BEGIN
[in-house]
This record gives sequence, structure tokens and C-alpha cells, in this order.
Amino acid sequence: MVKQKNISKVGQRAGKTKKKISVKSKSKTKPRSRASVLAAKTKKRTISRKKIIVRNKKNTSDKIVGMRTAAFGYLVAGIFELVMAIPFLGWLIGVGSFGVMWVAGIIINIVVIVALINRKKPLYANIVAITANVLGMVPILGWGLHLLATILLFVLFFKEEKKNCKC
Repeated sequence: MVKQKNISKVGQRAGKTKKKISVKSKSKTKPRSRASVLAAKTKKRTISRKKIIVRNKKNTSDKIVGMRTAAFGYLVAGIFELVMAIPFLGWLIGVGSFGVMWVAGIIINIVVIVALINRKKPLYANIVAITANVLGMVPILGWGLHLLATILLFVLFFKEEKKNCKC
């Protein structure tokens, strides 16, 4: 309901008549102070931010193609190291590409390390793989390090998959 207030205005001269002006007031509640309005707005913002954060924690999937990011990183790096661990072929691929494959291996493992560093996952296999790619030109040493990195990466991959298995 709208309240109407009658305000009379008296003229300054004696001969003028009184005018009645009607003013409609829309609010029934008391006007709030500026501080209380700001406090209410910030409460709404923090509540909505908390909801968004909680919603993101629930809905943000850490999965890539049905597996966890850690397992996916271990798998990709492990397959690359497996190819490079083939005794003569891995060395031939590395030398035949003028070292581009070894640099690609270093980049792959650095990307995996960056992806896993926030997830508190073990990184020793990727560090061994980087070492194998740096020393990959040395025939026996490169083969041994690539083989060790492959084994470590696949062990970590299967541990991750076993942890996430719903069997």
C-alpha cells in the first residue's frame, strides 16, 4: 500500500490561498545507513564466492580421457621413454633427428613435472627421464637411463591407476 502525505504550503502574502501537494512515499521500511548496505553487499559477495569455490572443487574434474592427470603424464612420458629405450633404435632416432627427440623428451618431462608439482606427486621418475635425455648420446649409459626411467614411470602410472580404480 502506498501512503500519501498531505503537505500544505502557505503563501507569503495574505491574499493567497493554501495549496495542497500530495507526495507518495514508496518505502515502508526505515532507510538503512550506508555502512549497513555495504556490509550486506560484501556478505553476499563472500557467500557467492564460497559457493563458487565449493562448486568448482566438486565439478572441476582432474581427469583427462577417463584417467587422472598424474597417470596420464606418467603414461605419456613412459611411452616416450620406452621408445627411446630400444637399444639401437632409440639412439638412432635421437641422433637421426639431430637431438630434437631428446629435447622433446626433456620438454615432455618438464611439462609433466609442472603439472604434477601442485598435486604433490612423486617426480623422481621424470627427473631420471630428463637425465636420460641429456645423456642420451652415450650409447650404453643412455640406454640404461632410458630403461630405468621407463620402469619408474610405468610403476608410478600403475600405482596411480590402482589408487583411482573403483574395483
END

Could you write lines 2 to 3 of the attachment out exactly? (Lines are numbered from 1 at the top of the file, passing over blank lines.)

This record gives sequence, structure tokens and C-alpha cells, in this order.
Amino acid sequence: MVKQKNISKVGQRAGKTKKKISVKSKSKTKPRSRASVLAAKTKKRTISRKKIIVRNKKNTSDKIVGMRTAAFGYLVAGIFELVMAIPFLGWLIGVGSFGVMWVAGIIINIVVIVALINRKKPLYANIVAITANVLGMVPILGWGLHLLATILLFVLFFKEEKKNCKC